“But when the king came in to look at the guests, he saw there a man who had no wedding garment. And he said to him, ‘Friend, how did you get in here without a wedding garment?’ And he was speechless. Then the king said to the attendants, ‘Bind him hand and foot and cast him into the outer darkness. In that place there will be weeping and gnashing of teeth.’ For many are called, but few are chosen.”
At the point at which the king welcomes his replacement guests, the parable seems to be over. But it is not, and I am glad, because the Lord goes on to give a much-needed warning in the account of the man who came to the feast without a wedding garment. I say it is needed because there is sometimes a kind of inverse pride found in the disadvantaged that imagines that, because they are not rich or famous or powerful but poor and unknown and weak, therefore, they deserve the king’s bounty and can come before him in their own character and on the basis of their own “good” works. Jesus exposed that error by showing how the man who came to the feast without a garment was immediately confronted by the king and then thrown “outside, into the darkness, where there will be weeping and gnashing of teeth” (v. 13).
What is the wedding garment? It is the righteousness of Christ, provided freely to all who will repent of sin and trust in the Lord Jesus Christ for salvation. We sing of it in one of our hymns:
Jesus, thy blood and righteousness
My beauty are, my glorious dress;
Midst flaming worlds, in these arrayed,
With joy shall I lift up my head.
If we are clothed in righteousness, we will be able to stand before God and rejoice in our Salvation. If we are not clothed in it, we will be speechless before him.
I am interested in that detail – “the man was speechless” – because that is the same thought Paul expresses in Romans 3:19 when he says that “every mouth [will] be silenced and the whole world held accountable to God.” During the long years of his ministry, Donald Grey Barnhouse developed a way of presenting the gospel that used that text. When he was speaking to a person who was not sure he was a Christian, Barnhouse would ask, “Suppose you should die tonight and appear before God in heaven and he should ask you, ‘What right do you have to come into my heaven?’, what would you say?” Barnhouse had learned from experience that there were only three answers a person might give.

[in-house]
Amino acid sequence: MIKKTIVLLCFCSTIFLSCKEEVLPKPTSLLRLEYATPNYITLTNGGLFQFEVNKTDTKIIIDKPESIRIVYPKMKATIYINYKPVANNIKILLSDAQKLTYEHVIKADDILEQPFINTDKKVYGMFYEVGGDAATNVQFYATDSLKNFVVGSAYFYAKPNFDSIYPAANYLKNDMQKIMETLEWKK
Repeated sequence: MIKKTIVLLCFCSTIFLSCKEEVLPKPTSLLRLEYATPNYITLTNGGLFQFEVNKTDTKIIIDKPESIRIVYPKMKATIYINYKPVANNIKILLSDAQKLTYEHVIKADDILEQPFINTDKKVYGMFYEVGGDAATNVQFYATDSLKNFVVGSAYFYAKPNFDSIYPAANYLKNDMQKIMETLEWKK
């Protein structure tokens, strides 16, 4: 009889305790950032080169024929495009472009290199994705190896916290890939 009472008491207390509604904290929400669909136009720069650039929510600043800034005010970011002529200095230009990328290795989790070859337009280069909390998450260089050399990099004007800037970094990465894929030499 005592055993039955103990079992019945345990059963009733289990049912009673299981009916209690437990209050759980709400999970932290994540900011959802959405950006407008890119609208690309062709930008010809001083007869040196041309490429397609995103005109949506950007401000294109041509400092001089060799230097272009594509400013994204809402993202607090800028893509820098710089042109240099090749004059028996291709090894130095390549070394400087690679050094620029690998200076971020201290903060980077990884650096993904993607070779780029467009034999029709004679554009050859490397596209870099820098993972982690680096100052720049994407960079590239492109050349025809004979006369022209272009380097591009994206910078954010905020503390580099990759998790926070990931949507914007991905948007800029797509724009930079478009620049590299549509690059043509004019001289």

Many would cite their good works, saying, “Well, I’d say I’ve done the best I can, and I’ve never done anything particularly bad.” That is an appeal to one’s record. But, as Barnhouse pointed out, our record is one of sin and thus “no one will be declared righteous in [God’s] sight by observing the law” (Romans 3:20). It is our record that got us into trouble in the first place.
A second group of people would respond as did a woman whom Barnhouse once met on a ship crossing the Atlantic. He asked, “If God demanded of you, ‘What right do you have to come into my heaven?’, what would you say?”
She responded, “I wouldn’t have a thing to say.” In other words, she would be “speechless.” Her “mouth [would] be silenced and [she would be] held accountable to God.” Jesus says that will be the case of all when God actually does ask that question. In this life we may get by with the delusion that our record is pretty good and that God will be satisfied with it. But in that day, when we see God in his glory and understand what true righteousness is, our folly will be apparent to ourselves as well as to all other beings in the universe, and we will be reduced to silence – if we are not clothed with the wedding garment of our Lord’s own righteousness.
That is the third and only acceptable answer, of course, “What right do you have to come into my heaven?”
“None at all, so far as I myself am concerned. But Jesus died for my sins and has given me the covering of his own righteousness in which alone I dare to stand before you. I come at your invitation and in that clothing.” Will God reject such a one? He will not, for it is such persons he has bid come to him.